Re: Wellesley Income Fund

Posted: Fri Jul 13, 2012 1:04 pm
by BigD53
trico wrote:I agree with above except for the pizza. I don't eat pizza because I want to live longer, to about 100 or so.

Ah heck, there's always a "health nut" in the group! :D

Age 80 is about my limit. Not much interested in going on after that. And the earlier I go, the happier my heirs will be! Pizza is probably the healthiest thing I eat! I get all the veggies on it. :)

But the way the world's economy is going, I'd better take up drinking! Excuse me, while I look for that "cheap Bourbon" thread....... 8-)

I think a simple combination of Wellesley and Target Retirement Income is a fine choice for conservative retirees. I even owned it before I was retired. I'm very conservative, have a COLA adjusted pension, and don't need to take all that much equity risk, if any.

Re: Wellesley Income Fund

Posted: Fri Jul 13, 2012 3:18 pm
by frose2
BigD53 wrote:Time for the "Wellesley Bashers" to come out of the closet again. Every time I see the Wellesley fund mentioned, the same old stale arguments pop up:

"I would never own an active fund!" "Wellesley has a lot of bonds!" "Wellesley will get hurt when interest rates rise!"
Disdain for active funds is one of the central tenets of Bogleheadedness. Wellesley does have a lot of longish bonds, and it will get hurt when the Fed runs out of ammunition and interest rates rise -- people are widely concerned about these things. None of these things constitutes "Wellesley bashing" but rather real concerns about what the economic future holds, applicable to many funds and investment strategies.

Re: Wellesley Income Fund

Posted: Fri Jul 13, 2012 3:49 pm
by FlyHi
Wasn't the makeup of the Target Retirement Fund changed last year? If so, you really can't compare the long term past performance of this fund against that of Wellesley!

Re: Wellesley Income Fund

Posted: Fri Jul 13, 2012 4:20 pm
by Islander
Am in late retirement and 100% invested in Wellesley Income. Earlier, it was 50/50 Wellington/Wellesley.

For those with much longer time horizons, I think the LifeStrategy funds would be an excellent choice. However, as a retiree, caught in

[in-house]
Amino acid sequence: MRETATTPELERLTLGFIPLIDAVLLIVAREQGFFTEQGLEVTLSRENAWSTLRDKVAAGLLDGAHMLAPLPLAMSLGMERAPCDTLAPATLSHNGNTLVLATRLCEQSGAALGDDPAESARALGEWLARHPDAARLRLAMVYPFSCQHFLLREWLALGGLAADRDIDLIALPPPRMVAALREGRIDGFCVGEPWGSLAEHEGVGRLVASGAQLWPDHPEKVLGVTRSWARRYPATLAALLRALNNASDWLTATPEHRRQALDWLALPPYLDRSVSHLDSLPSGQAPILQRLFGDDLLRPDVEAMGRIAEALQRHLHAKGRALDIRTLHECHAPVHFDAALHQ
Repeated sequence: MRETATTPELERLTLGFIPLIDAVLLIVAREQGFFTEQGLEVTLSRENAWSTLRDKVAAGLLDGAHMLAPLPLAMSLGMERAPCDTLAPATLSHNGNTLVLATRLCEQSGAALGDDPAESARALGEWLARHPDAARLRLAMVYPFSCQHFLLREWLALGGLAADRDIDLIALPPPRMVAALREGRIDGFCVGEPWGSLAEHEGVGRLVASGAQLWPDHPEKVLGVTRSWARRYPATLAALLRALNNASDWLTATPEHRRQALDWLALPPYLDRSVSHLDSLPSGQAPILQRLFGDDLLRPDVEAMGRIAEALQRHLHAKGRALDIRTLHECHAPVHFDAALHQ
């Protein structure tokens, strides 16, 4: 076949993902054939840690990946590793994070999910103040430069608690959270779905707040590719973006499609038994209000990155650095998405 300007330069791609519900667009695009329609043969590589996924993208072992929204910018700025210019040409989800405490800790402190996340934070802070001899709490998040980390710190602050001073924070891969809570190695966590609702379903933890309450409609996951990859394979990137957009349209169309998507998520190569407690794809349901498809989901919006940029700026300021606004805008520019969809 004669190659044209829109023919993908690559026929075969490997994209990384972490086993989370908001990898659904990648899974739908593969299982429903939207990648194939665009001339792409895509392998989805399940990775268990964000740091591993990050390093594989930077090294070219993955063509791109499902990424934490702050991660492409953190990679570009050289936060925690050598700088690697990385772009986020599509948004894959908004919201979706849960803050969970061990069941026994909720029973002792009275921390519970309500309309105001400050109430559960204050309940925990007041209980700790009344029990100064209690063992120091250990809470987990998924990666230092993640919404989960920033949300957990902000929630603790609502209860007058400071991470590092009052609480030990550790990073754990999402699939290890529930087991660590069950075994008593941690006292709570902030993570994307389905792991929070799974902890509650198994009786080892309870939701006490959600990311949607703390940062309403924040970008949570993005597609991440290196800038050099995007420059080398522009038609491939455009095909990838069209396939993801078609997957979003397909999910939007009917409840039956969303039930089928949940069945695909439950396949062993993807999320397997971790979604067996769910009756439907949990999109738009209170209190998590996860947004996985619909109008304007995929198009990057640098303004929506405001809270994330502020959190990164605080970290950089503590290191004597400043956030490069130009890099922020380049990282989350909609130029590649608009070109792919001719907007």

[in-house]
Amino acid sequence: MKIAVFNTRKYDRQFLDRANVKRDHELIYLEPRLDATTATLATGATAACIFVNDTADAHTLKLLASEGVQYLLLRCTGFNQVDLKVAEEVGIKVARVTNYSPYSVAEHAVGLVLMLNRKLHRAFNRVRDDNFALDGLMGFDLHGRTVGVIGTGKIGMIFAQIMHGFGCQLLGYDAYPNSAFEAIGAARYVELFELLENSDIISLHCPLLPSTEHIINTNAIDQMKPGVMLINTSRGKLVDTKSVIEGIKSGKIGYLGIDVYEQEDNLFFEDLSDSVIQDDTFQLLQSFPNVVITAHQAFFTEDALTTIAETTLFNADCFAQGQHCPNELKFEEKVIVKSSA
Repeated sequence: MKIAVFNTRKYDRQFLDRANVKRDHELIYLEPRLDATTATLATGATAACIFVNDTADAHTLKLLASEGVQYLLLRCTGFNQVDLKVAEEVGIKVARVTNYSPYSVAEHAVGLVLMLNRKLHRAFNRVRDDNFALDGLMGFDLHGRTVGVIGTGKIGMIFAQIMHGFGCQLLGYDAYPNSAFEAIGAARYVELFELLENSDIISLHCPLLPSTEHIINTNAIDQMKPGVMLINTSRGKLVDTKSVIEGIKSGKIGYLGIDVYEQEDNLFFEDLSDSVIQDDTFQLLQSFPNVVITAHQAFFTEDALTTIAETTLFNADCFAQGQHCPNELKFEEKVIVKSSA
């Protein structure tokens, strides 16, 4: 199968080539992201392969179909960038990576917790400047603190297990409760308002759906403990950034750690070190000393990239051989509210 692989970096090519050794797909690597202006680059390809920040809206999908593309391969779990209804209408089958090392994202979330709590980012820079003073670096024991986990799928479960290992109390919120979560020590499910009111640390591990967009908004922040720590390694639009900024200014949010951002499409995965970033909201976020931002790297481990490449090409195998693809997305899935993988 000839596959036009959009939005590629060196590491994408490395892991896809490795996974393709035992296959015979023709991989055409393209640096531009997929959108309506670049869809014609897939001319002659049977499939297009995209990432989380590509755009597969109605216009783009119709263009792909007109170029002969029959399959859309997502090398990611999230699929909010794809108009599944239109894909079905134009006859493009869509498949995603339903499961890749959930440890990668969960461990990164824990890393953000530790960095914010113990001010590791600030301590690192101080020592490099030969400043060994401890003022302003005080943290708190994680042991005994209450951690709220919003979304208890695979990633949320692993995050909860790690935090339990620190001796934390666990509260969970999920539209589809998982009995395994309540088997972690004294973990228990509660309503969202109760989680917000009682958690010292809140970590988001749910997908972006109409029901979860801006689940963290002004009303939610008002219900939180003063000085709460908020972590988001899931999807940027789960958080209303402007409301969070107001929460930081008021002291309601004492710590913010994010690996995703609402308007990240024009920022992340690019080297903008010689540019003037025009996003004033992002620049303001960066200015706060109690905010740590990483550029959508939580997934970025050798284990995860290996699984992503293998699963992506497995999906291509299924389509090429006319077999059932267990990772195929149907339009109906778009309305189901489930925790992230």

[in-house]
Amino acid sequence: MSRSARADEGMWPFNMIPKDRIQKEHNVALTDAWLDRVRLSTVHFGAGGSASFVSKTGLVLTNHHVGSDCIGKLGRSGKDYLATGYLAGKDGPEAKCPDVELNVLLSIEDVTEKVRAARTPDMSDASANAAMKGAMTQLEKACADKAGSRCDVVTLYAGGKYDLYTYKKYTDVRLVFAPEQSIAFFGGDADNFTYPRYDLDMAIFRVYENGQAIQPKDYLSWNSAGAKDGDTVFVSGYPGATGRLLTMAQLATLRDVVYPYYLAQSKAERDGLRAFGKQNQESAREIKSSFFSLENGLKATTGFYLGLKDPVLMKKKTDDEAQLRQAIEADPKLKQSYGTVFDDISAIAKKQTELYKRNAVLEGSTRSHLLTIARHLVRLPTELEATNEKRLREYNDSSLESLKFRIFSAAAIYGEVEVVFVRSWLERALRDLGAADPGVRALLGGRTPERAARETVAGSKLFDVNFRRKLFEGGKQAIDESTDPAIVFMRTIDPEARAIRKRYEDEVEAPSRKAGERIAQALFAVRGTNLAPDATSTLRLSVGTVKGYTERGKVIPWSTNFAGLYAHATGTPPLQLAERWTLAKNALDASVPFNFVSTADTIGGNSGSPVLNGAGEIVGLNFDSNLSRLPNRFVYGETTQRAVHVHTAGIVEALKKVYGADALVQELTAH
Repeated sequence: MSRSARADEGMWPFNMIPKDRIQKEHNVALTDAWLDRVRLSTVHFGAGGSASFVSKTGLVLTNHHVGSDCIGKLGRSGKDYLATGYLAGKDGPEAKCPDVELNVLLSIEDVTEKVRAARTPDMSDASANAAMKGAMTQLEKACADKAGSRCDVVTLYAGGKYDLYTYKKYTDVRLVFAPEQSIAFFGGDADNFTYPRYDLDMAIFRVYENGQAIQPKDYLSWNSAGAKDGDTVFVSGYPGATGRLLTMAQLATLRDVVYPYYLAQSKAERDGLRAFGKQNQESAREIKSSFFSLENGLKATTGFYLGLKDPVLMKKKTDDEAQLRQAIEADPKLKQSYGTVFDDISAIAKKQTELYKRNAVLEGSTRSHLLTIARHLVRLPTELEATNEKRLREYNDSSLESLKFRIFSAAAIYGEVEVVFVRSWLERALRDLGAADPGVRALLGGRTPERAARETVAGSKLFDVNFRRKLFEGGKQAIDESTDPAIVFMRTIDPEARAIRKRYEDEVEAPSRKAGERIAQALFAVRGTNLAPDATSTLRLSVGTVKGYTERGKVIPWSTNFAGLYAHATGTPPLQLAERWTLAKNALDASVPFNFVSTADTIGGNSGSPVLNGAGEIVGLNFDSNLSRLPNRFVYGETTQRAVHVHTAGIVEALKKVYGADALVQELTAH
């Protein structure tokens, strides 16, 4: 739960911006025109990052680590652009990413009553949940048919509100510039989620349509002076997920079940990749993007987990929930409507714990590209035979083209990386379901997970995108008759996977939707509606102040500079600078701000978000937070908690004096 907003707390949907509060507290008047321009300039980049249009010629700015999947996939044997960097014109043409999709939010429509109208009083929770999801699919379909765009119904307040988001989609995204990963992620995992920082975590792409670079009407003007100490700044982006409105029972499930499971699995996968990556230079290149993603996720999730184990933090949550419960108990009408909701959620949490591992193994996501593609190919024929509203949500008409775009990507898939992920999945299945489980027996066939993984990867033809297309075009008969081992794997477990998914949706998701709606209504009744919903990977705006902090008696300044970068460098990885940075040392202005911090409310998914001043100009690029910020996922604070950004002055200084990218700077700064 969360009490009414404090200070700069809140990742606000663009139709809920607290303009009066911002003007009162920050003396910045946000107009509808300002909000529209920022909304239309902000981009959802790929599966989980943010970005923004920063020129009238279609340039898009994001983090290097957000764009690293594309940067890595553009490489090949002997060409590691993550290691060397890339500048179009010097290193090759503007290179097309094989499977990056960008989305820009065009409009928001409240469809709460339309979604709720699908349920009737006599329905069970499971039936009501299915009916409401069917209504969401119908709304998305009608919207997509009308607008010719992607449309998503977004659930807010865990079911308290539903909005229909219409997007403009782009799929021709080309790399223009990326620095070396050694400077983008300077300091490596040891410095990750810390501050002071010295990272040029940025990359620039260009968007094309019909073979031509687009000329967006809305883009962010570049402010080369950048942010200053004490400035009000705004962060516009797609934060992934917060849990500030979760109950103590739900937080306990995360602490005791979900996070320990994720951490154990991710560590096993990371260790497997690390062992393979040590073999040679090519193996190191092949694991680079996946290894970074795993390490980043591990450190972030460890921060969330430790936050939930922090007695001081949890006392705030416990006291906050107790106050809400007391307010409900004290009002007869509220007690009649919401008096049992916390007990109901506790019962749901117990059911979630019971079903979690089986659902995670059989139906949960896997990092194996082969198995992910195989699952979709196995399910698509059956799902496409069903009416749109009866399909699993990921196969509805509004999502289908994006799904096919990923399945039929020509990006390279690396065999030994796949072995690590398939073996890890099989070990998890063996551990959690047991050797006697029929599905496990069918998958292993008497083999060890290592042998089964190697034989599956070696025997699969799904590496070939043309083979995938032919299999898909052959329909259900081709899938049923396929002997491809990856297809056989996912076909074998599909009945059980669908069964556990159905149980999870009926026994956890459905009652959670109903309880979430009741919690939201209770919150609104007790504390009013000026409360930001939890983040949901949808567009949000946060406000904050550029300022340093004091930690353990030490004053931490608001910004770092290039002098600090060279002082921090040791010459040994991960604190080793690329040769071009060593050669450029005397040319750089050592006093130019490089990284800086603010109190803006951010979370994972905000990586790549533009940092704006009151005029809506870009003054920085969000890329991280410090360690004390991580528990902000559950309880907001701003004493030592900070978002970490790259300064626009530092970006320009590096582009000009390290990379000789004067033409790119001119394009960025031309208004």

what appears to be a secular bear market, I prefer proven active management as in the case of these two funds.

Re: Wellesley Income Fund

Posted: Fri Jul 13, 2012 4:50 pm
by draco
Time for the "Wellesley Bashers" to come out of the closet again. Every time I see the Wellesley fund mentioned, the same old stale arguments pop up:

"I would never own an active fund!" "Wellesley has a lot of bonds!" "Wellesley will get hurt when interest rates rise!" "You don't have enough growth!" "Wellesley only has 60 stocks!"

Poppycock.

Since the inception of Wellesley in 1970, did interest rates never go up? Check the stats and see. How did the fund do? Great.

Since the inception of Wellesley in 1970, did having only 60 stocks ever hurt the fund? Nope.

Since the inception of Wellesley in 1970, what is the worst down year this "terrible active fund" has had? (Answer: it lost about 10%. One time.) I'm crushed!

Last time I checked, Jack Bogle owned Wellesley (and Wellington). The two "legacy" funds. And Jack knows a thing or two about funds.

Wellesley 1971 - present

Only six down years. Worst being -9.8% in 2008 when the typical equity fund got hammered with 40% plus down. 14 years of 15% or greater return. 6-7 years of 20% +. Pretty good for a "conservative" fund. Should be considered as a core fund in any investment portfolio.